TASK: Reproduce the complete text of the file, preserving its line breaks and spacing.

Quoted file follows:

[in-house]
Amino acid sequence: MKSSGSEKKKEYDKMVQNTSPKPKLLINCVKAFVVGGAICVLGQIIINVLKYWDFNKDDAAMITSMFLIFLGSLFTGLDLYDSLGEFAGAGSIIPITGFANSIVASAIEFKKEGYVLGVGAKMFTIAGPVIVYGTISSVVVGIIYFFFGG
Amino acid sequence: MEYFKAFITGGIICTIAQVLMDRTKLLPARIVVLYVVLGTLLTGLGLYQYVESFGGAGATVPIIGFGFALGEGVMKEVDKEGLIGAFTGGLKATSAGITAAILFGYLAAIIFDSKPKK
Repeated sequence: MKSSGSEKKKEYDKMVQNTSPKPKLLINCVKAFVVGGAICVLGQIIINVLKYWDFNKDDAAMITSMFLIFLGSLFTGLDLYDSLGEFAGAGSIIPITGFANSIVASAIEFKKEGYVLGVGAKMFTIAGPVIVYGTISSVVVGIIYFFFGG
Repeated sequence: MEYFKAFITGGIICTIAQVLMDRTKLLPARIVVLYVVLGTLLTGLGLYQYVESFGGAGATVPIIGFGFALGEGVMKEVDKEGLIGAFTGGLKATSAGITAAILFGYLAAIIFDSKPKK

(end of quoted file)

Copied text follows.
[in-house]
Amino acid sequence: MKSSGSEKKKEYDKMVQNTSPKPKLLINCVKAFVVGGAICVLGQIIINVLKYWDFNKDDAAMITSMFLIFLGSLFTGLDLYDSLGEFAGAGSIIPITGFANSIVASAIEFKKEGYVLGVGAKMFTIAGPVIVYGTISSVVVGIIYFFFGG
Amino acid sequence: MEYFKAFITGGIICTIAQVLMDRTKLLPARIVVLYVVLGTLLTGLGLYQYVESFGGAGATVPIIGFGFALGEGVMKEVDKEGLIGAFTGGLKATSAGITAAILFGYLAAIIFDSKPKK
Repeated sequence: MKSSGSEKKKEYDKMVQNTSPKPKLLINCVKAFVVGGAICVLGQIIINVLKYWDFNKDDAAMITSMFLIFLGSLFTGLDLYDSLGEFAGAGSIIPITGFANSIVASAIEFKKEGYVLGVGAKMFTIAGPVIVYGTISSVVVGIIYFFFGG
Repeated sequence: MEYFKAFITGGIICTIAQVLMDRTKLLPARIVVLYVVLGTLLTGLGLYQYVESFGGAGATVPIIGFGFALGEGVMKEVDKEGLIGAFTGGLKATSAGITAAILFGYLAAIIFDSKPKK